Monday, Aug 21, 2017
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Ohio House approves $7.8B for transportation

Bill allows higher registration fees

COLUMBUS — The Ohio House on Wednesday overwhelmingly supported a $7.8 billion, two-year transportation and public safety budget that would experiment with varying speed limits to regulate traffic flow on selected highways.

It would also authorize privately run local deputy registrars to increase their service fees for license and registration processing and give counties the option of raising their license tax by $5 a vehicle to raise more money for road and bridge improvements.

House Bill 26 passed 83-13 and now goes to the Senate.

The sole negative vote from northwest Ohio came from state Rep. Derek Merrin (R., Monclova Township). He said after the vote that he opposed it because of the tax and fee increases it contains.

“The citizens of my district did not send me to Columbus to take more money out of their pockets,” he said.

The transportation budget must reach Gov. John Kasich’s desk by April 1 if the state hopes to begin spending the money with the start of the next fiscal year on July 1.

The measure appropriates the funding for road projects across the state using revenue from the gas tax, the federal highway fund, and turnpike tolls. It does not raise the state’s gas tax.

“This is a declining revenue source,” said Rep. Robert McColley (R., Napoleon), the bill’s sponsor. “Ohioans are paying less gas tax now than they have in years past. It’s actually getting below the $8 billion mark.”

Beginning in 2018, the Ohio Department of Transportation will experiment with changing speed limits at different times of the day and temporarily opening paved road berms as extra lanes to reduce congestion on I-670 through Columbus, portions of I-90 near Cleveland, and State Rt. 33 west of Columbus.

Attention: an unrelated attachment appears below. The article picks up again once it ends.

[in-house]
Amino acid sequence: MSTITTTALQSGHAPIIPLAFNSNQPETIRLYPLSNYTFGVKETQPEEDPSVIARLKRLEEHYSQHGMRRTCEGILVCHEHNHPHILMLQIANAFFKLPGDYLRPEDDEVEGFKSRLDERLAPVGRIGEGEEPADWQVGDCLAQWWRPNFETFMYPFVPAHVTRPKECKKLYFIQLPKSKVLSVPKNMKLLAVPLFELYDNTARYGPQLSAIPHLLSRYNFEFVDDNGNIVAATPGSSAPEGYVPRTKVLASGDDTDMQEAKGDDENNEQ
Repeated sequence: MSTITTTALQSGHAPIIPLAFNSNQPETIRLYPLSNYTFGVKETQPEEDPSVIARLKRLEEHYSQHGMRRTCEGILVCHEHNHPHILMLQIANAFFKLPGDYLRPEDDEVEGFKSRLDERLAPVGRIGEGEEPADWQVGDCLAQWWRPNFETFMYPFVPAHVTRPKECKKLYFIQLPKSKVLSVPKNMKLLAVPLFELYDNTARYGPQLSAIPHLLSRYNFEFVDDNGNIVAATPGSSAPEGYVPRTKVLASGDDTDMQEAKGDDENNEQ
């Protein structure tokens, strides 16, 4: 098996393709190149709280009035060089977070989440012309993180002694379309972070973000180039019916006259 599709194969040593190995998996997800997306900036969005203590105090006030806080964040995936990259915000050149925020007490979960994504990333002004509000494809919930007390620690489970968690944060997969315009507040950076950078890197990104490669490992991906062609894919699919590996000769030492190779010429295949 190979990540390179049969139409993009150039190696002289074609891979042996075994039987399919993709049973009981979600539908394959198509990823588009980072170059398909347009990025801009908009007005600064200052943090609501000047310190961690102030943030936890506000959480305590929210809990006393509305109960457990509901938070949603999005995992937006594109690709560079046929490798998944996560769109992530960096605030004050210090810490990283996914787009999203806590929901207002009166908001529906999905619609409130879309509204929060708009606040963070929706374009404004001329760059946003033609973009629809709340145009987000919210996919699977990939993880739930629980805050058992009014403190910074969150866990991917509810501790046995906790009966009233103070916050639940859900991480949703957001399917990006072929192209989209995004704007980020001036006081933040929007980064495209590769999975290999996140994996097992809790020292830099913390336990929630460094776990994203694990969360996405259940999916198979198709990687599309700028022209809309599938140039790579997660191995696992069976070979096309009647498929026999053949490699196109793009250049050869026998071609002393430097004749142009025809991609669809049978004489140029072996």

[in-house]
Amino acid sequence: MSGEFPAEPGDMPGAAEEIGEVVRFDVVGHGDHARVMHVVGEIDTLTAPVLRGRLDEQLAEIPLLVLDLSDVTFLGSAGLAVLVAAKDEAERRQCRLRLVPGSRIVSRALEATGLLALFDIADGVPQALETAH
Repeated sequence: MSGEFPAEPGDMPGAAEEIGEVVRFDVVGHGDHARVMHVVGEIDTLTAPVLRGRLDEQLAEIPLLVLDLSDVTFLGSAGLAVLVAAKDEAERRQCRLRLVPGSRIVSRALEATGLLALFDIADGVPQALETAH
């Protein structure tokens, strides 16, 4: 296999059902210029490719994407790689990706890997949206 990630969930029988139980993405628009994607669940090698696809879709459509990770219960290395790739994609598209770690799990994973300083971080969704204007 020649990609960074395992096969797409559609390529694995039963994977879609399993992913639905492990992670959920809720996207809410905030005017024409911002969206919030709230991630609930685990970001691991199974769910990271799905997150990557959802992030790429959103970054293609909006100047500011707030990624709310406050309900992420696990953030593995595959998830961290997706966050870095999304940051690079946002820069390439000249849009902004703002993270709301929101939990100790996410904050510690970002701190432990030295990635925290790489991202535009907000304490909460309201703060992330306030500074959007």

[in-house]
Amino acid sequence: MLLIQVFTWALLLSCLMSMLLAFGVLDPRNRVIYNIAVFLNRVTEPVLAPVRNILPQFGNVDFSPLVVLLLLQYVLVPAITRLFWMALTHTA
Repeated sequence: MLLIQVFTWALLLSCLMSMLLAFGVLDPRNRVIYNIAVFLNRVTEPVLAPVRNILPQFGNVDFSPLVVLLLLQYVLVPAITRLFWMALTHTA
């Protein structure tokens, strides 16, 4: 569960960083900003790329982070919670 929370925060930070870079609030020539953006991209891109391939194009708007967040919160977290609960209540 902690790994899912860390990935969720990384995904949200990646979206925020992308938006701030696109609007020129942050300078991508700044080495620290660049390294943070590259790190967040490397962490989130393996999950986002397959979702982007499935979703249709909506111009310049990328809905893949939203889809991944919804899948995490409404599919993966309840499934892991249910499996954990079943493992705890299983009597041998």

Among other things, the bill:

● Creates a pilot project in Lucas, Clinton, Montgomery, and Stark counties in which a truck registration fee would be reduced from $30 to $15 to see if it would lead to trucking companies registering more of their vehicles in Ohio.

● Allows county commissioners to impose an additional $5 license tax, up to a new cap of $25, to raise more money for local repairs. This could be done directly via a commissioners’ vote or by putting the question first to voters.

● Authorizes privately operated deputy registrars at the local level to increase their service fees for registrations, licenses, and identification cards and their renewals from $3.25 to $5.25.

● Makes it a secondary offense for a vehicle to lack a front license plate in addition to the rear plate while legally parked. This means the car cannot be ticketed solely for lacking the front plate. However, it remains a primary offense while the vehicle is in motion or is illegally parked.

● Provides a $10 million increase for public transit systems.

Rep. Jack Cera (D., Bellaire), the ranking Democrat on the House Finance Committee, said the bill falls short in meeting the needs for highway maintenance and construction and public transit. He said a study committee last session offered little to address the issues.

“I would probably say that the committee kicked the can down the road, but soon that can’s going to get lost in a pothole,” he said.

Contact Jim Provance at: jprovance@theblade.com or 614-221-0496.

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